This structure is located at 239 Franklin Street, Glencoe, Illinois. It was built in 1913. The architect was Frank Lloyd Wright. It was originally built as a temporary home for Sherman and Elizabeth Booth while there permanent house was being built on 265 Sylvan Road also in Glencoe. The architect was Wright as well. The original location was 201 Franklin, Glencoe. It was moved to 239 Franklin in 1915 to 1917.
The site of the Farnsworth House is a 9 acre plot near the Fox River in Plano, Illinois. It was purchased by Doctor Edith Farnsworth from Colonel Robert McCormick.
Dr. Farnsworth was a physician on the staff of Passavant Hospital. She wanted to build a getaway cottage in Plano to unwind from the stresses of work. Architect was Mies van der Rohe.
From the beginning, there were many issues with the project. The building was sited on a flood plain. It was designed in 1945. It was not built until 1951. Cost was $74,000. This was 10 times the original cost.
The decision was made was to elevate the house above the flood plain. All utility functions were gathered in a four foot diameter cylindrical tube that descended to the ground below the kitchen. Electrical power lines were buried.
The Pittsburgh Glass Company provided the external glass. It was quarter inch thick glass. The largest panes were north and south facing. They were 9 feet tall and 11 feet wide. They were mounted between white steel mullions.
Column and steel girders were provided by Chicago Wendnagel Steel Company. There was some second guessing about the decision not to use double paned insulated glass.
Flooring was travertine marble.
Baron Collier Bridge
Baron Collier Bridge
Edson Keith purchase a property in Sarasota near Phillippi Creek from Mabel Linn for $7,000 in 1915. Mr. Keith was president of a large millinery business. He was also a member of Sarasota’s Chicago Colony which also included Field, Palmer and other prominent families.
Construction began in 1916 of an Italian Renaissance Style Home on Phillippi Creek. Architects on the project were William A. Otis and Edwin H. Clark of Chicago.
Original outbuildings included a 2 story servant house, garden shed, garage, water tower, and chauffeur house.
Mr. Keith died in 1939. His widow sold the property to a Chicago doll clothing designer Mae Hanson Prodie. Her husband operated the home as a luxury inn in the 1950’s. Mrs. Prodie retired to the home in the 1960’s.
In 1986, Sarasota County acquired the property. It has been listed in the National Register of Historic Places.
In 1886, Ferdinand Peck incorporated the Chicago Auditorium Foundation. Together with Marshall Field, Marlin Ryerson, Charles Hutchinson, and George Pullman, they proposed a large building at the corner of Michigan Boulevard and Congress Street to include a large grand theater, office block and a first class hotel. This association retained Dankmar Adler and Louis Sullivan to design the building.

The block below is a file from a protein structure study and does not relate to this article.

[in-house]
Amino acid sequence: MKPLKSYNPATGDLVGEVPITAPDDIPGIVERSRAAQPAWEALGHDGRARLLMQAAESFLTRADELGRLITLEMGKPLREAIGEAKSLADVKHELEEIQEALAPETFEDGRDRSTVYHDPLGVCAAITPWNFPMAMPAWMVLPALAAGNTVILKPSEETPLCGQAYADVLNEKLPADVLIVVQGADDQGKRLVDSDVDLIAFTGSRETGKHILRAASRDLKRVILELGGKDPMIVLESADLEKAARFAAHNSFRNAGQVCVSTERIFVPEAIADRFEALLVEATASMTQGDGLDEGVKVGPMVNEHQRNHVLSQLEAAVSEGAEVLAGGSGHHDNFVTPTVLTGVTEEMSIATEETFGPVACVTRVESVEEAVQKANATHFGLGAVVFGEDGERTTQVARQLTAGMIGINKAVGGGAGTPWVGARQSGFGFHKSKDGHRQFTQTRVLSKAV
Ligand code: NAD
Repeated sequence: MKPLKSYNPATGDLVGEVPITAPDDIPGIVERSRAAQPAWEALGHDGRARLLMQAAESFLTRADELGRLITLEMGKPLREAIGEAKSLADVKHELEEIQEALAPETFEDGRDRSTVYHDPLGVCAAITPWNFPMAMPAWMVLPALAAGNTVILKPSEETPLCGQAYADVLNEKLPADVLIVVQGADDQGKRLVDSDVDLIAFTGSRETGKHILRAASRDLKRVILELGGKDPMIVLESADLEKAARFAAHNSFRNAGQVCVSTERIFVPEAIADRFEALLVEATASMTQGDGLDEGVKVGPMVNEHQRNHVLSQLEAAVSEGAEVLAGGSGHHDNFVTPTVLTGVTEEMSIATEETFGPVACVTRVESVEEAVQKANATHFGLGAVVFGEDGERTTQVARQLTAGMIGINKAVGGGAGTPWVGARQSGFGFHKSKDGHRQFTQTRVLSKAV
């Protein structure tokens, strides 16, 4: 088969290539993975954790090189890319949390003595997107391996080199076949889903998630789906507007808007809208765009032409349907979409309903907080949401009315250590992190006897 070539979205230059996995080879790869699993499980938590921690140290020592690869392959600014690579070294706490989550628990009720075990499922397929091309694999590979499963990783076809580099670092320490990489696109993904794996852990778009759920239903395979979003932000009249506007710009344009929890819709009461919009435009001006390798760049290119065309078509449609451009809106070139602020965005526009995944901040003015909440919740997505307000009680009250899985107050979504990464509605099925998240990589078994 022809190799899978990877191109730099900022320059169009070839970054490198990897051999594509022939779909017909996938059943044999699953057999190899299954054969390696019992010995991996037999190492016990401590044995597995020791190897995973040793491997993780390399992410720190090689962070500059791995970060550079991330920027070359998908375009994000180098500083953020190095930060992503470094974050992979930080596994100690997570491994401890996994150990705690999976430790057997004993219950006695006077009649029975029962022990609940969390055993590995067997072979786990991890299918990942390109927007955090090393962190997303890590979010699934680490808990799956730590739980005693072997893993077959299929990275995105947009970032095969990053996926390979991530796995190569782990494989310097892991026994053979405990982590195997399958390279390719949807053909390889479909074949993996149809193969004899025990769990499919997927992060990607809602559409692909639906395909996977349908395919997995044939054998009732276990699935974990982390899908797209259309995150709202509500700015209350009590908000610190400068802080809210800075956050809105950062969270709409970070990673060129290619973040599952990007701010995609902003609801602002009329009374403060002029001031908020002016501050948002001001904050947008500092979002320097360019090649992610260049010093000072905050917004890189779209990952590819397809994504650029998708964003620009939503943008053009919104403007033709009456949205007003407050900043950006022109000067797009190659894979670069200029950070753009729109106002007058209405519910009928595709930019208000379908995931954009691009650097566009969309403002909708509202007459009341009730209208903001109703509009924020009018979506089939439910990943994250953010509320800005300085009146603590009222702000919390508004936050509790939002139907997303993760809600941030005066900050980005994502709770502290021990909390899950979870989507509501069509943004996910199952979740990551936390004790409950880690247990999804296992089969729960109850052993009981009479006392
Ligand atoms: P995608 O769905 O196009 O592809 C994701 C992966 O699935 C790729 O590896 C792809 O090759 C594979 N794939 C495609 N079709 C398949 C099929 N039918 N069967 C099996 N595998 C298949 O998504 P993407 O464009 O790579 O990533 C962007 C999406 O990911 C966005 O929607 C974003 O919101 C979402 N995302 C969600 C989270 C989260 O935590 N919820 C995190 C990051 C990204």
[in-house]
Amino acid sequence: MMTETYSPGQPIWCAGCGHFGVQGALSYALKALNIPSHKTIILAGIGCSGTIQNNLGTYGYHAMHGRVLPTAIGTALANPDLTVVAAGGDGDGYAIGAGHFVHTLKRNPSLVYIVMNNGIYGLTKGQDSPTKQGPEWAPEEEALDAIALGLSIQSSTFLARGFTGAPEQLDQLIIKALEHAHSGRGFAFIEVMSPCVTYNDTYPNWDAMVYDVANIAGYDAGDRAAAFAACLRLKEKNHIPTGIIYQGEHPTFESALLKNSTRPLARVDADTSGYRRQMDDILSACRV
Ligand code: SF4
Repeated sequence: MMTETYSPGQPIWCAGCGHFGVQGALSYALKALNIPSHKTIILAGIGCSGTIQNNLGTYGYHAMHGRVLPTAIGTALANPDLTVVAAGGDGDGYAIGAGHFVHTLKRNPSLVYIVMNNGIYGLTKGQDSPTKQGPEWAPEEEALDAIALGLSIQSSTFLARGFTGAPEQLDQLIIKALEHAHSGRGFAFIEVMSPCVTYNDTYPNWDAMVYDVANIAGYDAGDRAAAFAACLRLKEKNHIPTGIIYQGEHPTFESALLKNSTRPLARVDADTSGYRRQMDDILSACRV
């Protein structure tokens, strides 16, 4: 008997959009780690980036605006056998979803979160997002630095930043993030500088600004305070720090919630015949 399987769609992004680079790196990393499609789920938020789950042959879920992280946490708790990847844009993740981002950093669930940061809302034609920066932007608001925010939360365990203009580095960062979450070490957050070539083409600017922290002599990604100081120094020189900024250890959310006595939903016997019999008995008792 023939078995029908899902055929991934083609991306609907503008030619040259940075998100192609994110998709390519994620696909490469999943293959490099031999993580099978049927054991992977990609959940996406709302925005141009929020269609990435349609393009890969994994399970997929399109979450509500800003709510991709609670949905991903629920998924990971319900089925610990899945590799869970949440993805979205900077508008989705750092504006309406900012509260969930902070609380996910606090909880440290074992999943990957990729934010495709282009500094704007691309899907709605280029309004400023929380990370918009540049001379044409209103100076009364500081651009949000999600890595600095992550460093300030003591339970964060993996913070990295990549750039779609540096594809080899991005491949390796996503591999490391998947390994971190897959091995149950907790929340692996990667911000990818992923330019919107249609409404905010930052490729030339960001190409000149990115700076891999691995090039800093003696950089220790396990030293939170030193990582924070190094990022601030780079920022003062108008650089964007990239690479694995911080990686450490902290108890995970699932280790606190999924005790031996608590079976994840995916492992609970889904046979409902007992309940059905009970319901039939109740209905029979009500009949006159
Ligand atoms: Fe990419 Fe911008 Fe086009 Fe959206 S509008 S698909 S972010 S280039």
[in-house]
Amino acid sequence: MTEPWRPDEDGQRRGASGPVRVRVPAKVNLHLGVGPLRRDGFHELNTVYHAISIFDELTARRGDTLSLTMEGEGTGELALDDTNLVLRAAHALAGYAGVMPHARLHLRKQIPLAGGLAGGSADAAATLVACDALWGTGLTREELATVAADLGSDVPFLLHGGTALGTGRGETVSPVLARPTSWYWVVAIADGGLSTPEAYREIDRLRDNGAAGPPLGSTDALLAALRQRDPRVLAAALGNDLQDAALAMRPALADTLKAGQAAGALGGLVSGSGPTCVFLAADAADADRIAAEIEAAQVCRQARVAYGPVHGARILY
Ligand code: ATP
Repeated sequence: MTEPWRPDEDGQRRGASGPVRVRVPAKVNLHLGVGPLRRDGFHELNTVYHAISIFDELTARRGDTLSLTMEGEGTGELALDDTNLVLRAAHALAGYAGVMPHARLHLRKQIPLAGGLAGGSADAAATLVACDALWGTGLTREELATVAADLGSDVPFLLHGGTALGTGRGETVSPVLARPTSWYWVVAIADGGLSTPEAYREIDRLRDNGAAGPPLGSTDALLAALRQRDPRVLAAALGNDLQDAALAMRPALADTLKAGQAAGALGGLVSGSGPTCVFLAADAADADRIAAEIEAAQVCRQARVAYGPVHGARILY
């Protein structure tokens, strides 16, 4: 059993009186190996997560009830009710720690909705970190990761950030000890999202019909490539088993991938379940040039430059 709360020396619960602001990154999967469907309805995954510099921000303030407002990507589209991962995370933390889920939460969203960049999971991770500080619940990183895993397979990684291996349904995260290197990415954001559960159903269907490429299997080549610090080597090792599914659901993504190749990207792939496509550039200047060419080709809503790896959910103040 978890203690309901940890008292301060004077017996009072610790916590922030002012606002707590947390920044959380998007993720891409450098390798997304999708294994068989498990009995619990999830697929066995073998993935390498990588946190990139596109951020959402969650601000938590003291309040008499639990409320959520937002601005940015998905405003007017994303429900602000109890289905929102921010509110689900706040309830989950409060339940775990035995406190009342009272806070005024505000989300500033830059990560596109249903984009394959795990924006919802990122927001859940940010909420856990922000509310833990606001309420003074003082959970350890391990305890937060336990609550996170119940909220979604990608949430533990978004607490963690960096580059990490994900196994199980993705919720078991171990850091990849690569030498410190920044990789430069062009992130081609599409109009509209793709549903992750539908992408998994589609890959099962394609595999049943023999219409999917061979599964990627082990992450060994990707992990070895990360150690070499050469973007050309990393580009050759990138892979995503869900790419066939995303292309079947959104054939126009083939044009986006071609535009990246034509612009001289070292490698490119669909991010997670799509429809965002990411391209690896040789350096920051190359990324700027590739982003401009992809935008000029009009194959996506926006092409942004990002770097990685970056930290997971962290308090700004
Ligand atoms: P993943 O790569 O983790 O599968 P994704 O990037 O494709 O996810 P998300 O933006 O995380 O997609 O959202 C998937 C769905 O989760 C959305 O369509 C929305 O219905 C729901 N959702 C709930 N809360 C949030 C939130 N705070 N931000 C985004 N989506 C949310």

Sullivan and Adler designed a tall structure with load bearing outer walls. The exterior appearance was based on the appearance of H.I Richardson’s Marshall Field Warehouse.
An interesting feature of this building is its non traditional foundation. Due to soil conditions, a novel approach was needed. The solution was named a mass raft foundation. This consisted of a floating mat of criss crossed rail road ties. This was topped by a double layer of steel rails embedded in concrete.
In the center of the building was a 4300 seat theater. All seats were designed to have a good view and acoustics. In the original plan, there were no box seats. These were added, however.
Around the central space were 136 offices and a 400 room hotel.
In 1887, President Grover Cleveland laid the cornerstone. In 1888, the Republican National Convention in a partially completed building.
The Chicago Symphony Orchestra used the theater from 1891 to 1904. The opera company renting the theater moved to the Civic Opera House in 1929. The Auditorium Theater closed during the Depression.
In 1941, the theater was taken over by the City of Chicago as a World War 2 Serviceman’s Center.
In 1946, Roosevelt University occupied the Auditorium Building
The project to build this new pedestrian bridge began in November, 2017 and was completed in 2019. Bridge travels under the Addison and the Irving Park Bridges. It is 1010 feet long and connects Clark Play Lot Park on the east and California Park on the west. The bridge was designed and engineered Epstein.
The concrete path is 10 feet wide. Side railings are 4 feet 6 inches. The path is supported by concrete columns.